The Aquincum traffic jam blog, which brings you Óbuda’s hidden and not-so-hidden Roman remains, is back on the road. Next up: the amphitheatre of the Aquincum Civil Town!
So where are we now?
Last time we visited the northern wall of the Civil Town. This time, we’re not going very far. We continue our journey outside the ancient town walls, setting our sights on the Civil Town’s amphitheatre. We head north on the Szentendrei Road. After about 100 metres, at the zebra crossing, we cross the road and the HÉV suburban railway tracks. On the other side, we only need to take a few steps and there we are at the conserved ruins of the civilian amphitheatre.
But first the history!
The amphitheatre of the Civil Town was likely built in stone during the reign of Antoninus Pius (138-161 CE). The venue was constructed to entertain the public with gladiatorial games, animal hunts, and, presumably, theatrical performances. According to estimates, it could accommodate up to four to six thousand spectators.
The action was often accompanied by organ music in the background. (Photograph by Nóra Szilágyi)
The seating arrangement at Rome was determined by law. The first row was reserved for senators. Behind them sat the knights (the Roman title of eques indicated a wealthy man, not necessarily a brave Sir Lancelot-type) and the other men, according to their social status. Ladies had to sit at the very back.
In the provinces we also find divisions of seats based on social status and group. As in other towns, in Aquincum, too, in all likelihood the town councillors (decuriones) and magistrates could have the best seats. Here, too, priests (like the Augustales of the imperial cult as for instance in Carnuntum [Bad Deutsch-Altenburg, Austria]) and certain respected professional groups (like that of the river boatmen in Nemausus [Nîmes, France]) may have had their own sections. We do know that the jailer of the legionary fortress had a reserved seat here. Inscribed on the benches of the civilian amphitheatre we also find the names of several seat owners without any special titles (or without their titles indicated!). These include Valerius Iulianus (who appears as a town councillor on another inscription), a certain Claudius Fabianus, and a matron by the name of Gaia Valeria Nonia. Seating was supposed to reflect the order in society.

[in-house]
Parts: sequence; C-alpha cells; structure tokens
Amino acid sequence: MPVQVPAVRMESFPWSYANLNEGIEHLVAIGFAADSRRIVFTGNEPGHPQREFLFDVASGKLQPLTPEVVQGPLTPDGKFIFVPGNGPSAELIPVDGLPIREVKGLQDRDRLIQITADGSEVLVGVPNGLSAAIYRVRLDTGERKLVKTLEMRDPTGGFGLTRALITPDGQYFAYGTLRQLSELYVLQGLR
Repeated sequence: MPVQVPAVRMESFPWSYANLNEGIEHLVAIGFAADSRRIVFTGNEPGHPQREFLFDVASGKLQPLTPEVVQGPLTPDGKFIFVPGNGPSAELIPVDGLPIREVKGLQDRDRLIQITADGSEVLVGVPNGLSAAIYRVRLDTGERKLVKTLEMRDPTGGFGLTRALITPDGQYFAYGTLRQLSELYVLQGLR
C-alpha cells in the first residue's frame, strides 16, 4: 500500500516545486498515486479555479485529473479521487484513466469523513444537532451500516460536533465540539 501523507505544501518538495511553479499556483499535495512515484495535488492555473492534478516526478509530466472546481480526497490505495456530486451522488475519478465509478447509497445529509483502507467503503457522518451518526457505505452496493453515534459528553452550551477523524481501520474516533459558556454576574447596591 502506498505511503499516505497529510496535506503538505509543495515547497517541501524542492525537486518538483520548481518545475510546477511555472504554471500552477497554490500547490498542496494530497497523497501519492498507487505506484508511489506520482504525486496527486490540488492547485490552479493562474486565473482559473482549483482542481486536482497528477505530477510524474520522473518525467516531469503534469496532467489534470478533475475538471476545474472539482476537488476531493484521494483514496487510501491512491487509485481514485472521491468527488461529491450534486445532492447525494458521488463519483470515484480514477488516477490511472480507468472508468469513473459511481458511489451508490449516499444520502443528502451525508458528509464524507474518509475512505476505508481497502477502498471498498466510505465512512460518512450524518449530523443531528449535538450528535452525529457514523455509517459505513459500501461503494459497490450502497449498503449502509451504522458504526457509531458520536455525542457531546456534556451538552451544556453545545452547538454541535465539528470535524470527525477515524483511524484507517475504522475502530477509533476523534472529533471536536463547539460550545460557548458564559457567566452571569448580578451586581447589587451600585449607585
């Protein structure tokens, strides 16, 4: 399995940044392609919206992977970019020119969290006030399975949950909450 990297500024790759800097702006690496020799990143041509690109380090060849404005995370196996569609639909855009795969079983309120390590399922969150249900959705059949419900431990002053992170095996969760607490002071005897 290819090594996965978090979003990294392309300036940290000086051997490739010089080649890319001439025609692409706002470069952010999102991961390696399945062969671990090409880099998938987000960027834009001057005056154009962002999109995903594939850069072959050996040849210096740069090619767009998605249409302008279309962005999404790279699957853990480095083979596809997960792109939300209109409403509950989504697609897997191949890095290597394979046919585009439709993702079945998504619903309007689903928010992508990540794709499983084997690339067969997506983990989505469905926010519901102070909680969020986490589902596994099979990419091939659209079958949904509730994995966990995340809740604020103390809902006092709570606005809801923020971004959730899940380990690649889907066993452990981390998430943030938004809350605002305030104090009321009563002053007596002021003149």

The civilian amphitheatre following conservation
Order, however, could not be maintained all the time. Tacitus reports (Annals 14.17) that in 59 CE, gladiatorial games were held in Pompeii, which were also attended by spectators from nearby Nuceria. The two neighbouring communities opened with some banter, but soon they turned to stones and weapons. The Nucerians, playing an ‘away game’, were the less fortunate. News of the bloodbath also reached Rome, and the central authorities banned Pompeii from organising games for the next ten years. ‘Thanks’ to the eruption of Mount Vesuvius, a wall painting of the tragic event was preserved in the Campanian town.
‘Fans’ were not the only ones to cause tragedy. In 29 CE, at the Italian city of Fidenae, a great multitude of people flocked to a temporary, wooden amphitheatre. The structure, built most irresponsibly, could not hold the crowd and collapsed under the weight of the spectators. The number of casualties is uncertain. Our sources tell us about 20 000 dead (Suetonius, Tiberius 40) or 50 000 dead or wounded (Tacitus, Annals 4.63). Ancient historians and accurate statistics, however, usually do not go hand in hand. The organiser of the games was banished and basic requirements for the safe construction of amphitheatres were laid down.